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2016 Audi TT

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$26,588 — $33,888 USED
14
Photos
Convertible
2-4 Seats
26 MPG
(Combined)
Key specs of the base trim
 — 
Compare 1 trims

Overview

Is this the car for you?

The Good

  • Handling
  • Cabin materials
  • Surprising cabin room, despite tiny backseat
  • Decent trunk space in coupe
  • Many standard features

The Bad

  • Drivetrain lag in normal driving modes
  • Firm ride with 19-inch wheels
  • Luggage space in convertible
  • Inhospitable backseat
  • Limited passenger amenities
  • No manual transmission
2016 Audi TT exterior side view

What to Know

about the 2016 Audi TT
  • Redesigned for 2016
  • 2+2 coupe or two-seat roadster
  • Standard all-wheel drive
  • 2.0-liter, turbo four-cylinder
  • Higher-performance TTS covered separately on Cars.com

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2016 Audi TT Review

from the Cars.com expert editorial team

The redesigned-for-2016 Audi TT takes an evolutionary tack with a nameplate that has largely kept the same styling mantra for more than 15 years. Strong handling impresses on this new model-but the longer you drive it the more you notice its faults.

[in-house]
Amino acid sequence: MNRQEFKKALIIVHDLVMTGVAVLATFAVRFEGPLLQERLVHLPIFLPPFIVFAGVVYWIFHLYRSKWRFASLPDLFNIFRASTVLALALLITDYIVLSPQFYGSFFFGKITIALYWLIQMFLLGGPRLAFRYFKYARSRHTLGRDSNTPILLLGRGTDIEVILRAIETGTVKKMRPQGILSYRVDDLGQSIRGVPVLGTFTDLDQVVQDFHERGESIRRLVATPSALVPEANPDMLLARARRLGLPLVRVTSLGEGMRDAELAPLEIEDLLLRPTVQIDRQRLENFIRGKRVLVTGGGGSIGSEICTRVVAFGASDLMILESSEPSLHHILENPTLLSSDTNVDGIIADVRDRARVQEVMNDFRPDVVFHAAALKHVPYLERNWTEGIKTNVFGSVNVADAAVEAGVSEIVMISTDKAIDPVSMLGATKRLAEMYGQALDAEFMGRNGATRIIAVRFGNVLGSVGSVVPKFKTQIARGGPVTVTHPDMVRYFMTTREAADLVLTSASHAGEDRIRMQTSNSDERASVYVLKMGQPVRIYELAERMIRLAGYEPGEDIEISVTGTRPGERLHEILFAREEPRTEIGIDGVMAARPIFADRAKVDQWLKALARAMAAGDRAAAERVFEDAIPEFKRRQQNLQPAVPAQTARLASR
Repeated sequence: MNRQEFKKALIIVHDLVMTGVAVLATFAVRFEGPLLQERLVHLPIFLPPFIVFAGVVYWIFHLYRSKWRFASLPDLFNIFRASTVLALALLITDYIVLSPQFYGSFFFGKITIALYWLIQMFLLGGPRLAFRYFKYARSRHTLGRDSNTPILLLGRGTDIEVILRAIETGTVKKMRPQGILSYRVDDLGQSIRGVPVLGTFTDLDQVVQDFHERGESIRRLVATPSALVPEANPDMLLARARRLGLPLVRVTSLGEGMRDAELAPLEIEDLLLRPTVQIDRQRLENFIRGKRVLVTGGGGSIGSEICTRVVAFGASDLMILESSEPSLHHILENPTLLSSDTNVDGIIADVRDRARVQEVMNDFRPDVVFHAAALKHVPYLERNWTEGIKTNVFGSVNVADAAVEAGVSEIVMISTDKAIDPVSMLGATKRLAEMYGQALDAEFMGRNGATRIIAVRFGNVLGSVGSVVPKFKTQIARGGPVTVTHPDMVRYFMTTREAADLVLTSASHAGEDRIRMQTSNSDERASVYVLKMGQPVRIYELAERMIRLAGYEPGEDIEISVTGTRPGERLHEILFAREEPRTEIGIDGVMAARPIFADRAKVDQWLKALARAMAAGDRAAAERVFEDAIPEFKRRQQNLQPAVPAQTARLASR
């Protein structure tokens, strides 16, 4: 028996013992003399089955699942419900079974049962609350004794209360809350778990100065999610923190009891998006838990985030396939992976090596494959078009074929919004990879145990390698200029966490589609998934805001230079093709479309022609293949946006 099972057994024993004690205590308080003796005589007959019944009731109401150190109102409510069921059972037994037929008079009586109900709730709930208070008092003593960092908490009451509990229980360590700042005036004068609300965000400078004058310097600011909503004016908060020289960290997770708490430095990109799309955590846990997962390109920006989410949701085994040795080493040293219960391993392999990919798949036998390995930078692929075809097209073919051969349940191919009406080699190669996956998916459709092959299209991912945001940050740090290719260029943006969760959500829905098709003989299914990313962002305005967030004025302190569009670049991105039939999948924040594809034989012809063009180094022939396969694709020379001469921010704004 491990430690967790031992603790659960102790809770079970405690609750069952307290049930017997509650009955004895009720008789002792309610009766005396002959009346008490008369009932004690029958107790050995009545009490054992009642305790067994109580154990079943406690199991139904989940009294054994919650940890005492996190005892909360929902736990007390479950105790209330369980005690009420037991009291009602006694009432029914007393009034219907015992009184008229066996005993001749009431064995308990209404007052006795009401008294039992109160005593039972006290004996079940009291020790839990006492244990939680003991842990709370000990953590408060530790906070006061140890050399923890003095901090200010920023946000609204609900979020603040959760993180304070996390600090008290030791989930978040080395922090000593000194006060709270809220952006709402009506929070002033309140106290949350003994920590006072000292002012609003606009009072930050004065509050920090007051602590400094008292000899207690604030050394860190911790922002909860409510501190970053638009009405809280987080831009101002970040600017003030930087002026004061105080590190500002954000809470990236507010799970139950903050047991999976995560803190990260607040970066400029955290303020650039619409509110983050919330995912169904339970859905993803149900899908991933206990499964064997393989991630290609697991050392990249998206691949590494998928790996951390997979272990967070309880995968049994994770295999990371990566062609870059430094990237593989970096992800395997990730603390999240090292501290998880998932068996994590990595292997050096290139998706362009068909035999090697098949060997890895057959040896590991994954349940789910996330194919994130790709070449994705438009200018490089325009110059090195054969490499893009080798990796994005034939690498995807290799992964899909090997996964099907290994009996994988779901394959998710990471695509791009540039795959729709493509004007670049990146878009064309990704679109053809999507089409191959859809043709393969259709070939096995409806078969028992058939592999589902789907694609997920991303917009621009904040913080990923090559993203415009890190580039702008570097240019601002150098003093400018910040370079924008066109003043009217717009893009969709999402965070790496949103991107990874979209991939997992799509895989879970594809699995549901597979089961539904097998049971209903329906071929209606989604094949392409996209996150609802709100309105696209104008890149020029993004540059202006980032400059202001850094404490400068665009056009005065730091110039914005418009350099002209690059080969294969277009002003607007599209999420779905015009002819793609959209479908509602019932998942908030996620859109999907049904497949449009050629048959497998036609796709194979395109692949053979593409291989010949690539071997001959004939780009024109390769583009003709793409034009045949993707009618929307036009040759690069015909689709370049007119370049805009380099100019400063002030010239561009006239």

By Kelsey Mays

The 2016 Audi TT is an evolutionary redesign that handles well and offers more versatility than its small size might suggest, but a troubling case of acceleration lag saps the fun.

The TT comes as a four-seat coupe or two-seat, soft-top roadster. Both employ a turbocharged four-cylinder engine, a dual-clutch automatic transmission and all-wheel drive. Audi also offers a higher-powered TTS coupe, also redesigned, which we cover separately on Cars.com. See the TTS here, compare the two variants here, or stack up the 2016 and 2015 cars here.

Exterior & Styling
This marks just the second redesign in more than 15 years for the TT, and it’s a subtler makeover than the one in early 2007. Complete with the same wide, grinning expression as its predecessor, the TT is an exercise in restraint. The differences are in the details: Audi’s trapezoidal grille is slowly morphing into a hexagon, and the TT adds some angles to the framework. The brand’s four-ringed logo sits on the hood, no longer the grille, and the full-LED headlights create a quasi-angry expression of jagged light bands. (Not to be confused with Jagged Light Band, which plays Thursdays at Jimmy’s.)